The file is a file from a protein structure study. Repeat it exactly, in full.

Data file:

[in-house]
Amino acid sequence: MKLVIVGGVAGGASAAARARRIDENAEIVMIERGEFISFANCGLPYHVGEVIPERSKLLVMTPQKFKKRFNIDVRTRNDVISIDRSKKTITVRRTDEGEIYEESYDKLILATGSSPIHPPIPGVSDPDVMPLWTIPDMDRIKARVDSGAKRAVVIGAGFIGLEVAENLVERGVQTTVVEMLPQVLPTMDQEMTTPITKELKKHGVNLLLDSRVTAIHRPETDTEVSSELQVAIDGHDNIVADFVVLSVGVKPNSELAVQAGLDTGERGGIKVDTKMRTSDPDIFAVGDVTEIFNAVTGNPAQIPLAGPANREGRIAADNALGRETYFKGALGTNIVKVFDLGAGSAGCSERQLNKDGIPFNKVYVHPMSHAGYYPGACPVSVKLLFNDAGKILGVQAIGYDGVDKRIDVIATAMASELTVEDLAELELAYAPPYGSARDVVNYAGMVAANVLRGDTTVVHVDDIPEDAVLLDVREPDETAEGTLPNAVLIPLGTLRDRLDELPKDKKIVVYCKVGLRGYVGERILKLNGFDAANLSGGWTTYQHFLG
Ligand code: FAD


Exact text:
[in-house]
Amino acid sequence: MKLVIVGGVAGGASAAARARRIDENAEIVMIERGEFISFANCGLPYHVGEVIPERSKLLVMTPQKFKKRFNIDVRTRNDVISIDRSKKTITVRRTDEGEIYEESYDKLILATGSSPIHPPIPGVSDPDVMPLWTIPDMDRIKARVDSGAKRAVVIGAGFIGLEVAENLVERGVQTTVVEMLPQVLPTMDQEMTTPITKELKKHGVNLLLDSRVTAIHRPETDTEVSSELQVAIDGHDNIVADFVVLSVGVKPNSELAVQAGLDTGERGGIKVDTKMRTSDPDIFAVGDVTEIFNAVTGNPAQIPLAGPANREGRIAADNALGRETYFKGALGTNIVKVFDLGAGSAGCSERQLNKDGIPFNKVYVHPMSHAGYYPGACPVSVKLLFNDAGKILGVQAIGYDGVDKRIDVIATAMASELTVEDLAELELAYAPPYGSARDVVNYAGMVAANVLRGDTTVVHVDDIPEDAVLLDVREPDETAEGTLPNAVLIPLGTLRDRLDELPKDKKIVVYCKVGLRGYVGERILKLNGFDAANLSGGWTTYQHFLG
Ligand code: FAD